Woody Allen once said that the worst punishment that could be inflicted upon anyone was being sentenced to 30 days solitary confinement with an insurance salesman. However, I believe that I have found one even more devilish and more likely to drive one insane-----waiting for someone in a mall and listening to the music! Wait---I take it back---calling this "music" is an insult to music. Before IPhones, tablets, computers and even CDs there was Muzak---what we all called elevator music. Yes, we mocked it; its melodies, its corny arrangements, its monotonous sound, its lack of a rhythm section, but boy do I miss it now.
At least in those days, as simple as the music sounded, we knew every tune. Some stayed in our heads all day and made the work that much lighter. You'd get off of an elevator humming what you had heard. People on the elevator would ask: "What was the name of that again?" It is bad enough to be stuck in an elevator under any circumstances, but if it happened today I certainly would hope to be saved and that the sound system stopped as well. If given the choice, I am not certain which would be more important to me.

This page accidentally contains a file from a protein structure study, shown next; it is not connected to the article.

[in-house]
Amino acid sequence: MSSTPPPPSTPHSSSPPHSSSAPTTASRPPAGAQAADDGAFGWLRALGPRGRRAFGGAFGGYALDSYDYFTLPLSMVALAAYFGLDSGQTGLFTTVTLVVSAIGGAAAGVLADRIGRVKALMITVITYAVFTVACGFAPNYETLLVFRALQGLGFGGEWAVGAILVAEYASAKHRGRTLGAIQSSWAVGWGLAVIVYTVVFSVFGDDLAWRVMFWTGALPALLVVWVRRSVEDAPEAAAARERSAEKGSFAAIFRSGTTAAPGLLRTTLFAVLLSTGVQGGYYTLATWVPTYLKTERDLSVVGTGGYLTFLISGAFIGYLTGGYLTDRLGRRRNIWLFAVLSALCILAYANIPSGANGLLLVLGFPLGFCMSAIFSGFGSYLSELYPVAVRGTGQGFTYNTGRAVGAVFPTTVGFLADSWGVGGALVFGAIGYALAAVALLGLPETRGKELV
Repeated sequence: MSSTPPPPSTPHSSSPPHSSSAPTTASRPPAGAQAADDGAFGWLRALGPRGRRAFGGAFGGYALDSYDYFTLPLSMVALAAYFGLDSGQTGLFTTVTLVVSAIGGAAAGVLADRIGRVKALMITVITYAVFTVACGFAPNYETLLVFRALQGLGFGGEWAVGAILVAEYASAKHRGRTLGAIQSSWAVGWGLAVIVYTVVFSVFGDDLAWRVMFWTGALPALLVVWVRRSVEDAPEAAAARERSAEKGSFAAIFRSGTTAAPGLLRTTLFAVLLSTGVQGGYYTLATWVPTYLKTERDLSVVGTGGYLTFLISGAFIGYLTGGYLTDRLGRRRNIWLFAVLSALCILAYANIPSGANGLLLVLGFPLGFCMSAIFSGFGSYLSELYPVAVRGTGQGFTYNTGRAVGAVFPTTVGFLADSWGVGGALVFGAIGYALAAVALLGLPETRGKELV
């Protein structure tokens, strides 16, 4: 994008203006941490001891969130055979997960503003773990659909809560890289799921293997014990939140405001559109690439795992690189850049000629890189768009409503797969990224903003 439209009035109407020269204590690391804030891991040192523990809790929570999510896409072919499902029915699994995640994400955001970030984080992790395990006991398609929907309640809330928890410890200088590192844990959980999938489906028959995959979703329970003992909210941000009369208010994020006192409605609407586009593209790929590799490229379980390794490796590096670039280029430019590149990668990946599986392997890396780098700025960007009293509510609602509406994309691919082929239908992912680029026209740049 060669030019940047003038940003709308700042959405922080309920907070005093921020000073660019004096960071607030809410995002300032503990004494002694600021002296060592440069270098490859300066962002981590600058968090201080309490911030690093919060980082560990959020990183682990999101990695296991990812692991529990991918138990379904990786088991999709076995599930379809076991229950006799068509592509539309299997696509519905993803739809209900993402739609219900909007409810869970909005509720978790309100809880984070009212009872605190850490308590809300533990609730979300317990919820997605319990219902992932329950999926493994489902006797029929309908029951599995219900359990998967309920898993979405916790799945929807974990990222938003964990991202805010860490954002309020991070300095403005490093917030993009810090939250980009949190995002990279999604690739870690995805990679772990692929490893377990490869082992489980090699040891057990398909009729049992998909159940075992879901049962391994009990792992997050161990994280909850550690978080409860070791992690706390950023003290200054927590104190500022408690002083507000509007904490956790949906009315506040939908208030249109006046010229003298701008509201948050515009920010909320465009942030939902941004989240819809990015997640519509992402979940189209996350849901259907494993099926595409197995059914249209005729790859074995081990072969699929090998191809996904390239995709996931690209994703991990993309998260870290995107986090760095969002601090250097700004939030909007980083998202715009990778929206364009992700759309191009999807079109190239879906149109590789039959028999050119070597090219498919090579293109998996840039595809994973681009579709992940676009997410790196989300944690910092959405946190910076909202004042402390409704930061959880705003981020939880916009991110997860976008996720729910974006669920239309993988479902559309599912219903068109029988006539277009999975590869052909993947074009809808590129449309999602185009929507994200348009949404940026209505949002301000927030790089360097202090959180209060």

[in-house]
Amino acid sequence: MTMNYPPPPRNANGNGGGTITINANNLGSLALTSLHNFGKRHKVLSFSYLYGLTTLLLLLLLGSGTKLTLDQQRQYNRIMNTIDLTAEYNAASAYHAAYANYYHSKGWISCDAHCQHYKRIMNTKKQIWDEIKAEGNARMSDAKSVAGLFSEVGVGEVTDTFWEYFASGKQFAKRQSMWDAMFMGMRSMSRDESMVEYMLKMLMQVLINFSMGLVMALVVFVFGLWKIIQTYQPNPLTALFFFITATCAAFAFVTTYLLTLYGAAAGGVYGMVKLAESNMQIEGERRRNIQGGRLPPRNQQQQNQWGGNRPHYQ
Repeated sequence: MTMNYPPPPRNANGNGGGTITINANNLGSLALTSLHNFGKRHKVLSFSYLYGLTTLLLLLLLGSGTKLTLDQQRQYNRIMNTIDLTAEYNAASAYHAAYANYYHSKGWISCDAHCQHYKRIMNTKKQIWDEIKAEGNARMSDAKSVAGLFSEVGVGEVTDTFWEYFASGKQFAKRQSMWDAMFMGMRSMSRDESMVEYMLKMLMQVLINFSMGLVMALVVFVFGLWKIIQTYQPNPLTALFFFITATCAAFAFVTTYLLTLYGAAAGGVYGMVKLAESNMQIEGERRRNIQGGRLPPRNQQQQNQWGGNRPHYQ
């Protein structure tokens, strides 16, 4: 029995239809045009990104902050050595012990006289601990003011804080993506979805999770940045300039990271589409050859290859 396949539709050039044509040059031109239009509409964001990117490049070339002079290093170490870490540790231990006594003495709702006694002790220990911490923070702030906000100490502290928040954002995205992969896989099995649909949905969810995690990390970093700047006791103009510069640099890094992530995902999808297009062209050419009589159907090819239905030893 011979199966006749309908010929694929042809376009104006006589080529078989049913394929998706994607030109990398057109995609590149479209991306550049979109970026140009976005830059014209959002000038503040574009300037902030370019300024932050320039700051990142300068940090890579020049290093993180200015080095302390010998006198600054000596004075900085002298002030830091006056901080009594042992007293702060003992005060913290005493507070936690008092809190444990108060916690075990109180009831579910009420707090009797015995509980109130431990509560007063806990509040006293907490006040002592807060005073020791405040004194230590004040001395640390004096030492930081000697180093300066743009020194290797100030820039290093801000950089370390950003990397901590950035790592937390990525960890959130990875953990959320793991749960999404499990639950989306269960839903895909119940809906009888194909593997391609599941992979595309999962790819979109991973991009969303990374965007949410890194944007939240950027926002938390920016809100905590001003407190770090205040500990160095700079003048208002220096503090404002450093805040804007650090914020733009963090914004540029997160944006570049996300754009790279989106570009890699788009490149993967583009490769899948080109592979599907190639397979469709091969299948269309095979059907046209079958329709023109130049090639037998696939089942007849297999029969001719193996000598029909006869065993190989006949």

The "music" is not limited to elevators. One hears it in stores, restaurants and even outdoor at malls---which prompted this tirade. The songs may have titles, but I doubt it. No one knows the names for sure. I frequently will go into a store and ask the salesperson: "What's that music they're playing?" And their inevitable response (without a single deviation): "What music?" I rest my case. It is not really music. It is usually a soprano saxophone with a rhythm machine. No drummer could ever maintain that same beat and not end up in an asylum. The saxophone or soprano player, on the other hand, is in a cellar somewhere practicing scales and recording it as though it were an actual song.
I blame all of this, of course, on Kenny G. If you actually listen to this genre, you undoubtedly will recognize that practically everyone is a Kenny G sound-a-like. It might even be the man himself, but there is no way to tell. Some saxophone players manage to create the same irritation as the soprano players, but it's a little bit more of a challenge to be that irritating. I hear that they pipe in music at CIA "enlightened interrogation" sites. I cannot image that there is anyone who would not break after listening to this music for 24 hours. I was in the mall for only one hour and I would have admitted to being Glenn Beck.
Bring Back Muzak